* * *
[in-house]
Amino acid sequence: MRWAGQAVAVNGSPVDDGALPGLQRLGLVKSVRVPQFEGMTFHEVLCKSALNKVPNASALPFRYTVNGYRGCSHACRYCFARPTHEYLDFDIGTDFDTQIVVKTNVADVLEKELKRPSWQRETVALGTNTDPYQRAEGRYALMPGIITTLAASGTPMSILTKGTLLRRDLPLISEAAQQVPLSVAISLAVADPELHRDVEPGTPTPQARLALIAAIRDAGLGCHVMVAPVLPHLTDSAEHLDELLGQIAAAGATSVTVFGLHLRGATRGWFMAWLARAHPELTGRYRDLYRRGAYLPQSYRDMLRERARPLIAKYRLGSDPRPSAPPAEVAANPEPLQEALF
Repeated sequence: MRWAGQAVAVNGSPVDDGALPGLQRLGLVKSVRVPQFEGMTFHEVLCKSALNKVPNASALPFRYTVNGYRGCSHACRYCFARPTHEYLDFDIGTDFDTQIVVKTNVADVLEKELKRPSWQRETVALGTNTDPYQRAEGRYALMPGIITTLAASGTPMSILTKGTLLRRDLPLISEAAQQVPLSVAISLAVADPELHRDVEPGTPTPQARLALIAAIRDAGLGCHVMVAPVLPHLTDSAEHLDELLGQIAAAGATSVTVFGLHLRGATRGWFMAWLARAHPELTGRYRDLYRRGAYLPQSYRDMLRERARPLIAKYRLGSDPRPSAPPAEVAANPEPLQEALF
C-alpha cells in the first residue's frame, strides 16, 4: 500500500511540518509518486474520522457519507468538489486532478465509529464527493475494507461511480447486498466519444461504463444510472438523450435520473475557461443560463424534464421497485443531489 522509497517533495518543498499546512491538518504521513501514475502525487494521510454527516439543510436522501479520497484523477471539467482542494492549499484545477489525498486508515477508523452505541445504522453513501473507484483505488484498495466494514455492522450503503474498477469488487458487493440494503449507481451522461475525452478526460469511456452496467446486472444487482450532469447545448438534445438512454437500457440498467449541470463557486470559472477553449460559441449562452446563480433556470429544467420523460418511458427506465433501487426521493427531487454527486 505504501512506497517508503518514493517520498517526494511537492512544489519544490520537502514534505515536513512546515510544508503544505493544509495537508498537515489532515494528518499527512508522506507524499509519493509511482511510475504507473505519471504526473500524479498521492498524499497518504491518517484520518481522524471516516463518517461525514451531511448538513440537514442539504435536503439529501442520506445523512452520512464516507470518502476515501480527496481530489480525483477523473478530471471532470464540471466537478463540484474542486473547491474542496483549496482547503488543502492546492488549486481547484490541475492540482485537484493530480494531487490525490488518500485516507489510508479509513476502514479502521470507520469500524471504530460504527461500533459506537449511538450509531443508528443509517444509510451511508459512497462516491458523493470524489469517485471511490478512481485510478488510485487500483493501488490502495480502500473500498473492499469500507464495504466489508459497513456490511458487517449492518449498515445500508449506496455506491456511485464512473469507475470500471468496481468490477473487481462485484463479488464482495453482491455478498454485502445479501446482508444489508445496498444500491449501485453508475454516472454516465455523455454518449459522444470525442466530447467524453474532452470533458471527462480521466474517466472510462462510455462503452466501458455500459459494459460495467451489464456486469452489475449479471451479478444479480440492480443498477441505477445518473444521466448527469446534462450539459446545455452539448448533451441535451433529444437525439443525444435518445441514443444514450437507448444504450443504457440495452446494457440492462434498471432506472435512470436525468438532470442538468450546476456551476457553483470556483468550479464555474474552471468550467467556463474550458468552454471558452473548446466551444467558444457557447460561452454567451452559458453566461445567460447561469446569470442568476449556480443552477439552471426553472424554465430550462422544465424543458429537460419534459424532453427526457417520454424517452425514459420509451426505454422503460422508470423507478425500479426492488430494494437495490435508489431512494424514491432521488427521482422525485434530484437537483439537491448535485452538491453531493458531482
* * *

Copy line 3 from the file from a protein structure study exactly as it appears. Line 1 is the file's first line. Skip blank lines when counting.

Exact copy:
Repeated sequence: MRWAGQAVAVNGSPVDDGALPGLQRLGLVKSVRVPQFEGMTFHEVLCKSALNKVPNASALPFRYTVNGYRGCSHACRYCFARPTHEYLDFDIGTDFDTQIVVKTNVADVLEKELKRPSWQRETVALGTNTDPYQRAEGRYALMPGIITTLAASGTPMSILTKGTLLRRDLPLISEAAQQVPLSVAISLAVADPELHRDVEPGTPTPQARLALIAAIRDAGLGCHVMVAPVLPHLTDSAEHLDELLGQIAAAGATSVTVFGLHLRGATRGWFMAWLARAHPELTGRYRDLYRRGAYLPQSYRDMLRERARPLIAKYRLGSDPRPSAPPAEVAANPEPLQEALF